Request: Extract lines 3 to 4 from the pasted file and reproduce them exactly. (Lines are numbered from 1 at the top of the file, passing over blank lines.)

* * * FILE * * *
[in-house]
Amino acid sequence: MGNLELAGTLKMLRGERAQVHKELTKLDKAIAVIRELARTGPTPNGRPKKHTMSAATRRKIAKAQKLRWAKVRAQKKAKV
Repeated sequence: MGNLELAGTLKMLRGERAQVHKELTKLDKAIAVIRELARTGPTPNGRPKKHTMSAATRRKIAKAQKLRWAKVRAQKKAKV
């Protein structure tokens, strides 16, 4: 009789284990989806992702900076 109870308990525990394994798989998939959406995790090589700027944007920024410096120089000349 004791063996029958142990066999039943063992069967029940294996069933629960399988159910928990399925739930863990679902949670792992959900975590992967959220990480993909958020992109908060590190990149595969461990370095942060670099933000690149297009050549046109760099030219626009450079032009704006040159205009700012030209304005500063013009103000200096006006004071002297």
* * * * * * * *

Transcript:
Repeated sequence: MGNLELAGTLKMLRGERAQVHKELTKLDKAIAVIRELARTGPTPNGRPKKHTMSAATRRKIAKAQKLRWAKVRAQKKAKV
């Protein structure tokens, strides 16, 4: 009789284990989806992702900076 109870308990525990394994798989998939959406995790090589700027944007920024410096120089000349 004791063996029958142990066999039943063992069967029940294996069933629960399988159910928990399925739930863990679902949670792992959900975590992967959220990480993909958020992109908060590190990149595969461990370095942060670099933000690149297009050549046109760099030219626009450079032009704006040159205009700012030209304005500063013009103000200096006006004071002297």